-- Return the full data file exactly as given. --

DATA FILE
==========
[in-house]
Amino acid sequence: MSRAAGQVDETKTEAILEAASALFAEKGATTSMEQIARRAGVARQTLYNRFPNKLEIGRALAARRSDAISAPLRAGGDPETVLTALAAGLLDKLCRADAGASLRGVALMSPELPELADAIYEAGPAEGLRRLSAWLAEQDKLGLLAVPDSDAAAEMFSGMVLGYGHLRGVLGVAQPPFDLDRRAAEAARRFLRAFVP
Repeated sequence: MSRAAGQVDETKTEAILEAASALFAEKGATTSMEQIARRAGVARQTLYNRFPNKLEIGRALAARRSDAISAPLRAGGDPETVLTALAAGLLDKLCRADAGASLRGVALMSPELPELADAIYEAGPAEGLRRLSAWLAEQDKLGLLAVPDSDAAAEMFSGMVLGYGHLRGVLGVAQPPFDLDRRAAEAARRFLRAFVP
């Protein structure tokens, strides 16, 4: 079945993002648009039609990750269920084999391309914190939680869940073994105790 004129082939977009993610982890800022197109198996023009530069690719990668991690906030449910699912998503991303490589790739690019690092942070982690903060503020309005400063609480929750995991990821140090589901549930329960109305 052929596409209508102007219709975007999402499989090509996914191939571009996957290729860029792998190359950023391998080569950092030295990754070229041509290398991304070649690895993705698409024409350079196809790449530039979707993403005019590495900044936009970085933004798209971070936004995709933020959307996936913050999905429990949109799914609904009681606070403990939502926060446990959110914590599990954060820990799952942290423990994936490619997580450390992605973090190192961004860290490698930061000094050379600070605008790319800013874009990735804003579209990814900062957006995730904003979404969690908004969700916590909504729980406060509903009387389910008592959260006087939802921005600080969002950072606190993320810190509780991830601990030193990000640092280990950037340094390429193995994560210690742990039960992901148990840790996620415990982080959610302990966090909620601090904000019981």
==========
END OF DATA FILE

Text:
[in-house]
Amino acid sequence: MSRAAGQVDETKTEAILEAASALFAEKGATTSMEQIARRAGVARQTLYNRFPNKLEIGRALAARRSDAISAPLRAGGDPETVLTALAAGLLDKLCRADAGASLRGVALMSPELPELADAIYEAGPAEGLRRLSAWLAEQDKLGLLAVPDSDAAAEMFSGMVLGYGHLRGVLGVAQPPFDLDRRAAEAARRFLRAFVP
Repeated sequence: MSRAAGQVDETKTEAILEAASALFAEKGATTSMEQIARRAGVARQTLYNRFPNKLEIGRALAARRSDAISAPLRAGGDPETVLTALAAGLLDKLCRADAGASLRGVALMSPELPELADAIYEAGPAEGLRRLSAWLAEQDKLGLLAVPDSDAAAEMFSGMVLGYGHLRGVLGVAQPPFDLDRRAAEAARRFLRAFVP
């Protein structure tokens, strides 16, 4: 079945993002648009039609990750269920084999391309914190939680869940073994105790 004129082939977009993610982890800022197109198996023009530069690719990668991690906030449910699912998503991303490589790739690019690092942070982690903060503020309005400063609480929750995991990821140090589901549930329960109305 052929596409209508102007219709975007999402499989090509996914191939571009996957290729860029792998190359950023391998080569950092030295990754070229041509290398991304070649690895993705698409024409350079196809790449530039979707993403005019590495900044936009970085933004798209971070936004995709933020959307996936913050999905429990949109799914609904009681606070403990939502926060446990959110914590599990954060820990799952942290423990994936490619997580450390992605973090190192961004860290490698930061000094050379600070605008790319800013874009990735804003579209990814900062957006995730904003979404969690908004969700916590909504729980406060509903009387389910008592959260006087939802921005600080969002950072606190993320810190509780991830601990030193990000640092280990950037340094390429193995994560210690742990039960992901148990840790996620415990982080959610302990966090909620601090904000019981």